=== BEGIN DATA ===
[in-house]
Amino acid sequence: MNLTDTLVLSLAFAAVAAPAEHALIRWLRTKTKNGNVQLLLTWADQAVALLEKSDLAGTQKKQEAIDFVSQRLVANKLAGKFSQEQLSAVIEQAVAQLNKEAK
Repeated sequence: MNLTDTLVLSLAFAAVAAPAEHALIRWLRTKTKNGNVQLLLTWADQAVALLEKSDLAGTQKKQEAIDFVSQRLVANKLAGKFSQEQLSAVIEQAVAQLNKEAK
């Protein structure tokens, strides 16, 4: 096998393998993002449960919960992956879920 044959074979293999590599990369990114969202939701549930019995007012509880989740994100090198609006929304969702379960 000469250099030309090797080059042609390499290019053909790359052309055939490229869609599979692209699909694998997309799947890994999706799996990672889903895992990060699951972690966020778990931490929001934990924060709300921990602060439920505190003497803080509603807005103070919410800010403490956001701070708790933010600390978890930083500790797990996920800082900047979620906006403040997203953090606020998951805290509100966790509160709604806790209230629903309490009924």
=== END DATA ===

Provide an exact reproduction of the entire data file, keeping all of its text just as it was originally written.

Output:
[in-house]
Amino acid sequence: MNLTDTLVLSLAFAAVAAPAEHALIRWLRTKTKNGNVQLLLTWADQAVALLEKSDLAGTQKKQEAIDFVSQRLVANKLAGKFSQEQLSAVIEQAVAQLNKEAK
Repeated sequence: MNLTDTLVLSLAFAAVAAPAEHALIRWLRTKTKNGNVQLLLTWADQAVALLEKSDLAGTQKKQEAIDFVSQRLVANKLAGKFSQEQLSAVIEQAVAQLNKEAK
């Protein structure tokens, strides 16, 4: 096998393998993002449960919960992956879920 044959074979293999590599990369990114969202939701549930019995007012509880989740994100090198609006929304969702379960 000469250099030309090797080059042609390499290019053909790359052309055939490229869609599979692209699909694998997309799947890994999706799996990672889903895992990060699951972690966020778990931490929001934990924060709300921990602060439920505190003497803080509603807005103070919410800010403490956001701070708790933010600390978890930083500790797990996920800082900047979620906006403040997203953090606020998951805290509100966790509160709604806790209230629903309490009924």